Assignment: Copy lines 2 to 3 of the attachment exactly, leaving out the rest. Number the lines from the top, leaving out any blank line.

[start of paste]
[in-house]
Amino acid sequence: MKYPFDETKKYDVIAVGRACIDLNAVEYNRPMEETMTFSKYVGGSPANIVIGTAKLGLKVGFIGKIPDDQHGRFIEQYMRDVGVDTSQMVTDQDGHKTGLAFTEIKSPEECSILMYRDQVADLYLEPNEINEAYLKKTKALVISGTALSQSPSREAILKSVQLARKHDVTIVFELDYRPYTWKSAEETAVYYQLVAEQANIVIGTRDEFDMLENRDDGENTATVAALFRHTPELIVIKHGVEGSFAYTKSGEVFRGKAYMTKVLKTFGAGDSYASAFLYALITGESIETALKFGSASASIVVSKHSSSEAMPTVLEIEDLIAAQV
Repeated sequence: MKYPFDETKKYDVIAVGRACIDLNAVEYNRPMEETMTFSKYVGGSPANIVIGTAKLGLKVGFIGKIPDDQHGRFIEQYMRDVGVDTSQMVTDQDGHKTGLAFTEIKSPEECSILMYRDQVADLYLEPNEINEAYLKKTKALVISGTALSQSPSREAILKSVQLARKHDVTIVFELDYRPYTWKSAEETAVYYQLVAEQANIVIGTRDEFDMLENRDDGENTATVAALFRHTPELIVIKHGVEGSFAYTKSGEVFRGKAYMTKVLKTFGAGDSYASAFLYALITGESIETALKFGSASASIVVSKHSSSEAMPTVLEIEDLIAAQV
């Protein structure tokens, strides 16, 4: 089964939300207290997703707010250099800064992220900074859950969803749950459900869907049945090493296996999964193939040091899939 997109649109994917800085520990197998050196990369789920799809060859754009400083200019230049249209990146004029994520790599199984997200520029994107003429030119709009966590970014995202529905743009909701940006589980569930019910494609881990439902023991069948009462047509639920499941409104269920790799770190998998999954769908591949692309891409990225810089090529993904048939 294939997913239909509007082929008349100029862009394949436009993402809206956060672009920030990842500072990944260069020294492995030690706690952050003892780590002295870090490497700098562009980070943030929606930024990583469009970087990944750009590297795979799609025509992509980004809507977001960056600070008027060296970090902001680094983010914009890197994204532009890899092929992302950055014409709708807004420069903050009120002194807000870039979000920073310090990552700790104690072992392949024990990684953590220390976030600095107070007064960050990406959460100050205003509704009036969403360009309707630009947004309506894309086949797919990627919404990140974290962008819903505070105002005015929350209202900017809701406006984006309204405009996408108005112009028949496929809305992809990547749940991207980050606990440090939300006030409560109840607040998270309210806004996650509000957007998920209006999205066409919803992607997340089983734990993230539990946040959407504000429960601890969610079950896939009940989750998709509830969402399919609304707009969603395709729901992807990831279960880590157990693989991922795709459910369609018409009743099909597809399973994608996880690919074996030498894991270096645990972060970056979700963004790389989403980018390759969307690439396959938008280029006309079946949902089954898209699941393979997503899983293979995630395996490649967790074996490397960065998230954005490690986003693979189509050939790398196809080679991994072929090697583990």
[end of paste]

Amino acid sequence: MKYPFDETKKYDVIAVGRACIDLNAVEYNRPMEETMTFSKYVGGSPANIVIGTAKLGLKVGFIGKIPDDQHGRFIEQYMRDVGVDTSQMVTDQDGHKTGLAFTEIKSPEECSILMYRDQVADLYLEPNEINEAYLKKTKALVISGTALSQSPSREAILKSVQLARKHDVTIVFELDYRPYTWKSAEETAVYYQLVAEQANIVIGTRDEFDMLENRDDGENTATVAALFRHTPELIVIKHGVEGSFAYTKSGEVFRGKAYMTKVLKTFGAGDSYASAFLYALITGESIETALKFGSASASIVVSKHSSSEAMPTVLEIEDLIAAQV
Repeated sequence: MKYPFDETKKYDVIAVGRACIDLNAVEYNRPMEETMTFSKYVGGSPANIVIGTAKLGLKVGFIGKIPDDQHGRFIEQYMRDVGVDTSQMVTDQDGHKTGLAFTEIKSPEECSILMYRDQVADLYLEPNEINEAYLKKTKALVISGTALSQSPSREAILKSVQLARKHDVTIVFELDYRPYTWKSAEETAVYYQLVAEQANIVIGTRDEFDMLENRDDGENTATVAALFRHTPELIVIKHGVEGSFAYTKSGEVFRGKAYMTKVLKTFGAGDSYASAFLYALITGESIETALKFGSASASIVVSKHSSSEAMPTVLEIEDLIAAQV